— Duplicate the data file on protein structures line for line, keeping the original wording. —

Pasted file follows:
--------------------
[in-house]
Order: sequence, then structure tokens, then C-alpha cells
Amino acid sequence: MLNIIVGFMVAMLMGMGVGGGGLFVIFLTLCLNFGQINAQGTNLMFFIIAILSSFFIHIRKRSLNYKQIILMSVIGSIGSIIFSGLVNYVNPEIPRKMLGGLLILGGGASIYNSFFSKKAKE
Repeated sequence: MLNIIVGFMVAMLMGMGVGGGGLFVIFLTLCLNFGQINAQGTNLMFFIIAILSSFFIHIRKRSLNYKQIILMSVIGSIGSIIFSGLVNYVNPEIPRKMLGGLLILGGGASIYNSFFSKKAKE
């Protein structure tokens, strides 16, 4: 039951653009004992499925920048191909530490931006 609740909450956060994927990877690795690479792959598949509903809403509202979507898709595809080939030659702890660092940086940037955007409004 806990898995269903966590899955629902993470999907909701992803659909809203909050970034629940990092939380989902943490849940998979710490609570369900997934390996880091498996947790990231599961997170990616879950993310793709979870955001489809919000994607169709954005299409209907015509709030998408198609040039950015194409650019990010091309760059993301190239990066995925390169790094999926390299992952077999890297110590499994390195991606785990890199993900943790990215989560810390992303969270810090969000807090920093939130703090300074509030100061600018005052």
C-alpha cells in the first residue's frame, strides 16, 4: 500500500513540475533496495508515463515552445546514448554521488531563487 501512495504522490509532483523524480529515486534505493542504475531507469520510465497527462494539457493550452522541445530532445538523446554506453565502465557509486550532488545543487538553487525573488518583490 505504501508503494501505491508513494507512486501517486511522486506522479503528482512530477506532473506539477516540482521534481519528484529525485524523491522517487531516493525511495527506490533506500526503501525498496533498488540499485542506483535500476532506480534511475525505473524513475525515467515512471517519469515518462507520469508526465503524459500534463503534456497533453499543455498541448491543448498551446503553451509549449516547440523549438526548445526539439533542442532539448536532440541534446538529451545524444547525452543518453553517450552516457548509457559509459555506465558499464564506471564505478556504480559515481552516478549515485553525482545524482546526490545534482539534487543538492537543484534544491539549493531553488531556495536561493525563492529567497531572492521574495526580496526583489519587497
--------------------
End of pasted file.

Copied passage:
[in-house]
Order: sequence, then structure tokens, then C-alpha cells
Amino acid sequence: MLNIIVGFMVAMLMGMGVGGGGLFVIFLTLCLNFGQINAQGTNLMFFIIAILSSFFIHIRKRSLNYKQIILMSVIGSIGSIIFSGLVNYVNPEIPRKMLGGLLILGGGASIYNSFFSKKAKE
Repeated sequence: MLNIIVGFMVAMLMGMGVGGGGLFVIFLTLCLNFGQINAQGTNLMFFIIAILSSFFIHIRKRSLNYKQIILMSVIGSIGSIIFSGLVNYVNPEIPRKMLGGLLILGGGASIYNSFFSKKAKE
């Protein structure tokens, strides 16, 4: 039951653009004992499925920048191909530490931006 609740909450956060994927990877690795690479792959598949509903809403509202979507898709595809080939030659702890660092940086940037955007409004 806990898995269903966590899955629902993470999907909701992803659909809203909050970034629940990092939380989902943490849940998979710490609570369900997934390996880091498996947790990231599961997170990616879950993310793709979870955001489809919000994607169709954005299409209907015509709030998408198609040039950015194409650019990010091309760059993301190239990066995925390169790094999926390299992952077999890297110590499994390195991606785990890199993900943790990215989560810390992303969270810090969000807090920093939130703090300074509030100061600018005052």
C-alpha cells in the first residue's frame, strides 16, 4: 500500500513540475533496495508515463515552445546514448554521488531563487 501512495504522490509532483523524480529515486534505493542504475531507469520510465497527462494539457493550452522541445530532445538523446554506453565502465557509486550532488545543487538553487525573488518583490 505504501508503494501505491508513494507512486501517486511522486506522479503528482512530477506532473506539477516540482521534481519528484529525485524523491522517487531516493525511495527506490533506500526503501525498496533498488540499485542506483535500476532506480534511475525505473524513475525515467515512471517519469515518462507520469508526465503524459500534463503534456497533453499543455498541448491543448498551446503553451509549449516547440523549438526548445526539439533542442532539448536532440541534446538529451545524444547525452543518453553517450552516457548509457559509459555506465558499464564506471564505478556504480559515481552516478549515485553525482545524482546526490545534482539534487543538492537543484534544491539549493531553488531556495536561493525563492529567497531572492521574495526580496526583489519587497